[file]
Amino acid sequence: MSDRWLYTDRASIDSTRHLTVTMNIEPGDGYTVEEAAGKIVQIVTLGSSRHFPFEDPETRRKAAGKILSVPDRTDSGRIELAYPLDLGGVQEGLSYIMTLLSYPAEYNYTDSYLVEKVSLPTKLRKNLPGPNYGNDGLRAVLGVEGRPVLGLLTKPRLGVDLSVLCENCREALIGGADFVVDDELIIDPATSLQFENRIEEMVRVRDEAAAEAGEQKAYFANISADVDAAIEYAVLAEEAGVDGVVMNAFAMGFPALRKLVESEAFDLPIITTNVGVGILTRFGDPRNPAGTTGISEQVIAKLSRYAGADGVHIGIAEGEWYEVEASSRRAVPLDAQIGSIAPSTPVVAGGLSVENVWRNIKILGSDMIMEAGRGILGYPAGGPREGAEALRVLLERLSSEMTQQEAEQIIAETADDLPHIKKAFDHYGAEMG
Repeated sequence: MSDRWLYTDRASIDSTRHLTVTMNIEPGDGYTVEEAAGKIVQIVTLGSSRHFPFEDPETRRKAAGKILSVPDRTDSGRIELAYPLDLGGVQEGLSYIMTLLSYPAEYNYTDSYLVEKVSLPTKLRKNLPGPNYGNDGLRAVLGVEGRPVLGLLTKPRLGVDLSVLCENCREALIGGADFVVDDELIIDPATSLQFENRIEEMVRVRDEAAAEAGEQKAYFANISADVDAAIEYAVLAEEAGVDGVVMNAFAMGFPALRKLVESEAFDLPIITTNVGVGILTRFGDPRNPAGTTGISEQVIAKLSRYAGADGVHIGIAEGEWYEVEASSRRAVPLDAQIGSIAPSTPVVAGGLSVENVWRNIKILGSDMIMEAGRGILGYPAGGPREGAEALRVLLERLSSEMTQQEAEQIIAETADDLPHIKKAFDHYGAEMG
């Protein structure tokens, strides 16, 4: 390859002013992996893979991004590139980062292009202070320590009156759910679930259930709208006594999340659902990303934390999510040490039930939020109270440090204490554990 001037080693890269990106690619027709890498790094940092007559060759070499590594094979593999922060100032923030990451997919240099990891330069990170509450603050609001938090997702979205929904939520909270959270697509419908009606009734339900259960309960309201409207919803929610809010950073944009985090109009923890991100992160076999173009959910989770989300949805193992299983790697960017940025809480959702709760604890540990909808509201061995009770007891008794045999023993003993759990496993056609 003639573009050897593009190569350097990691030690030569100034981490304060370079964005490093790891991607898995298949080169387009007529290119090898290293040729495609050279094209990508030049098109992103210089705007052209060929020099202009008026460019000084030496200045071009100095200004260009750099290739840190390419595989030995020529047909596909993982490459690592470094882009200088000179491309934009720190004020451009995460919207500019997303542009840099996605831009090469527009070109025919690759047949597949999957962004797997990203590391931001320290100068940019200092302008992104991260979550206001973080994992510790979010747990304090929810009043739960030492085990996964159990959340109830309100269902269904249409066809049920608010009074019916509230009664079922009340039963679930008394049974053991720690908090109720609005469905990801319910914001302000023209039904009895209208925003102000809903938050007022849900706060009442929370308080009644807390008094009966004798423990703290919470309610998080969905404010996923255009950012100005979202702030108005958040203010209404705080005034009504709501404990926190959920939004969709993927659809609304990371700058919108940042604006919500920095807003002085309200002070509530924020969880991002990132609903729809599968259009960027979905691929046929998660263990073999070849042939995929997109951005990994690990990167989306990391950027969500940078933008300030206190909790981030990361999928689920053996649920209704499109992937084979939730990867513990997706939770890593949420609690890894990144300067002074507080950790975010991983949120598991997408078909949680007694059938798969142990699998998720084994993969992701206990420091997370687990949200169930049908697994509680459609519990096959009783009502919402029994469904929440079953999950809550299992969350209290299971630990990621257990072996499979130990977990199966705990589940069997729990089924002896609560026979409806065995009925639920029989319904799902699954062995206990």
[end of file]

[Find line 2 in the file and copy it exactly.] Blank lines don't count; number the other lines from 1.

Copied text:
Repeated sequence: MSDRWLYTDRASIDSTRHLTVTMNIEPGDGYTVEEAAGKIVQIVTLGSSRHFPFEDPETRRKAAGKILSVPDRTDSGRIELAYPLDLGGVQEGLSYIMTLLSYPAEYNYTDSYLVEKVSLPTKLRKNLPGPNYGNDGLRAVLGVEGRPVLGLLTKPRLGVDLSVLCENCREALIGGADFVVDDELIIDPATSLQFENRIEEMVRVRDEAAAEAGEQKAYFANISADVDAAIEYAVLAEEAGVDGVVMNAFAMGFPALRKLVESEAFDLPIITTNVGVGILTRFGDPRNPAGTTGISEQVIAKLSRYAGADGVHIGIAEGEWYEVEASSRRAVPLDAQIGSIAPSTPVVAGGLSVENVWRNIKILGSDMIMEAGRGILGYPAGGPREGAEALRVLLERLSSEMTQQEAEQIIAETADDLPHIKKAFDHYGAEMG